Dalesandro running for Clark County Charter Review commission

The Battle Ground councilor and former mayor says his experience would be a good fit on the 15-member review commission

BATTLE GROUND — Former Battle Ground mayor and current city council member, Mike Dalesandro, is throwing his hat in the ring to become one of 15 people elected to the Clark County Charter Review Commission.

“I want to protect the intent of the charter,” Dalesandro told Clark County Today ahead of the announcement. “And I think the intent of the charter is to have this balance, if you will. The separation of powers, I think, is critical in local government.”

Battle Ground Councilor Mike Dalesandro is shown here at a ceremony in January marking the end of his time as the city’s mayor. Photo by Chris Brown
Battle Ground Councilor Mike Dalesandro is shown here at a ceremony in January marking the end of his time as the city’s mayor. Photo by Chris Brown

The Clark County Home Rule Charter, adopted by voters in 2014, contains a provision that, 5 years after its adoption, it is to be reviewed by a charter review commission consisting of 15 persons elected on a nonpartisan basis.

Those 15 people will be divided up into three from each of the four county districts, as well as three at-large seats. Dalesandro said he plans to run for a county-wide seat, rather than a specific district.

The filing period to run for the Charter Review Commission opens May 11, and runs through May 15, barring any kind of delay related to the current COVID-19 outbreak.

So far, Dalesandro says he knows of a few other people who intend to file and run for the commission, though likely not the same number who ran to help craft the charter in the first place.

“If you remember back in 2014, there were, like, 100-some people that ran for Freeholder,” Dalesandro recalls. “It was insanity on the ballot.”

The charter created separation between the legislative and executive branches of county government, moved the county from a three-member board of county commissioners to the current five member council, with four districts and an at-large county chair, and allowed citizens to gather signatures to place initiatives and referenda on the ballot. 

The charter was approved in November 2014 with just over 53 percent of the vote.

One of the sticking points since then has been the position of county manager. 

After a protracted process, the county councilors unanimously approved the hiring of Shawn Henessee in 2018 to replace Mark McCauley, who was let go in 2017.

After less than two years on the job, Henessee resigned last month. Rumors persist that Henessee was asked to step down amid tensions with council members, though no one involved has commented publicly on Henessee’s departure. 

Henessee had been named as one of four finalists for the job of city manager in Joplin, Missouri last February. A fact the council reportedly learned about only when a newspaper article was brought to their attention.

Dalesandro admits there have been difficulties in transitioning to the form of government created by the home rule charter, and tensions with council members used to the old way, when they had more power to make decisions.

“I’m keeping my mind open to options, discussions,” Dalesandro says. “I feel like you have to enter this process having an understanding and willing to be collaborative. Because we’re reviewing a governing document here, we’re not necessarily putting out legislative policies.”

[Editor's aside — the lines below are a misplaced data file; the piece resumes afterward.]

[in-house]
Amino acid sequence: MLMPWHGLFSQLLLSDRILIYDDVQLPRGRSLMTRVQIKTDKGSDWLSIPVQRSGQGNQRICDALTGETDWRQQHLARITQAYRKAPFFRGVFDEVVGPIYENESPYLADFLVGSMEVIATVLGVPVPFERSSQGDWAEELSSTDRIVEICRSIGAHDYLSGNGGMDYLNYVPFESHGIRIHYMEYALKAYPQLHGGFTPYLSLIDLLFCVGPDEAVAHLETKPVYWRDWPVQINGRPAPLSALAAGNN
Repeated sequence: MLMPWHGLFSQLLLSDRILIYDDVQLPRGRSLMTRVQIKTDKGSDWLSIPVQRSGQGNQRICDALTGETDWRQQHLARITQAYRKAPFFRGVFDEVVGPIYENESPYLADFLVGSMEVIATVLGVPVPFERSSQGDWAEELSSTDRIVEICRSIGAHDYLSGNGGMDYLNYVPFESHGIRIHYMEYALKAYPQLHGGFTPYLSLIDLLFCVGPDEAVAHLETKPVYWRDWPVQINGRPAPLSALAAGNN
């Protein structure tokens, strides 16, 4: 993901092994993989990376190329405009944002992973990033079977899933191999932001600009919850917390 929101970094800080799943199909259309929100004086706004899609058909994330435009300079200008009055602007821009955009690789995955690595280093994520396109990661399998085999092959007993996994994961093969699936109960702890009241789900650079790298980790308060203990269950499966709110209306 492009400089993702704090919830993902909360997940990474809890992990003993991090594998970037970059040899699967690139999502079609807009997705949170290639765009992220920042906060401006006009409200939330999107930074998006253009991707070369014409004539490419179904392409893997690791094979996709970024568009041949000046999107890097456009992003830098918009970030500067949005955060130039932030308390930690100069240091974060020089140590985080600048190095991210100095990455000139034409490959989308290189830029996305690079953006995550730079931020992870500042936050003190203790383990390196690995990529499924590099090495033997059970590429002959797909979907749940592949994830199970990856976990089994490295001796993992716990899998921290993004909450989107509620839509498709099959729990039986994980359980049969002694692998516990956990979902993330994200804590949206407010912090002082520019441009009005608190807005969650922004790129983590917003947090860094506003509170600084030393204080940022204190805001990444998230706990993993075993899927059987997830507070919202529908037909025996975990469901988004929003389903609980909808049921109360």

Dalesandro, who works for a supply chain company as his day job, was elected to the Battle Ground Planning Commission in 2008. Six years later he was elected to city council, where he was re-elected in 2018 and went on to serve one term as the city’s mayor.

He said that experience, which includes working with a city manager and a large, often divided council, would be worthwhile in a group aiming to refine how the county works.

“We have nearly 500,000 people in our county right now, and how we govern is so important,” says Dalesandro. “Everything that county does, whether it’s public safety, parks, transportation, conservation, growth management, job creation, you name it, the structure of the government plays a role in how those decisions are made. So I think people need to understand how important this really is.”

Dalesandro says, under the rules of the Charter Review Commission, he would not need to resign his Battle Ground City Council seat if elected in November.

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About The Author

Chris Brown comes to Clark County Today with 15 years of local news experience as a reporter, editor, and anchor at KXL News Radio and KOIN-6 TV in Portland. In 2016, he won an Oregon Association of Broadcaster's award for Best Investigative Reporting for a series on America's Violent Youth. He has also been awarded by the Associated Press for Best Breaking News coverage as editor of Portland's Morning News following the 2015 school shooting at Umpqua Community College in Roseburg, Oregon. The second oldest of eight home-schooled children, Brown graduated from high school two years early. After several odd jobs, he earned an internship at KXL Radio, eventually working his way into a full-time job. Brown has lived in Clark County his entire life, and is very excited at the opportunity to now focus full-time on the significant stories happening in his own back yard, rather than across “the river.’’ After a few years in Vancouver, he recently moved back to Battle Ground with his wife and two young daughters. When he's not working to report what's happening in Clark County, Brown enjoys spending time with his family, playing music, taking pictures, or working in the yard. He also actually does enjoy long walks on the beach, and sunsets.

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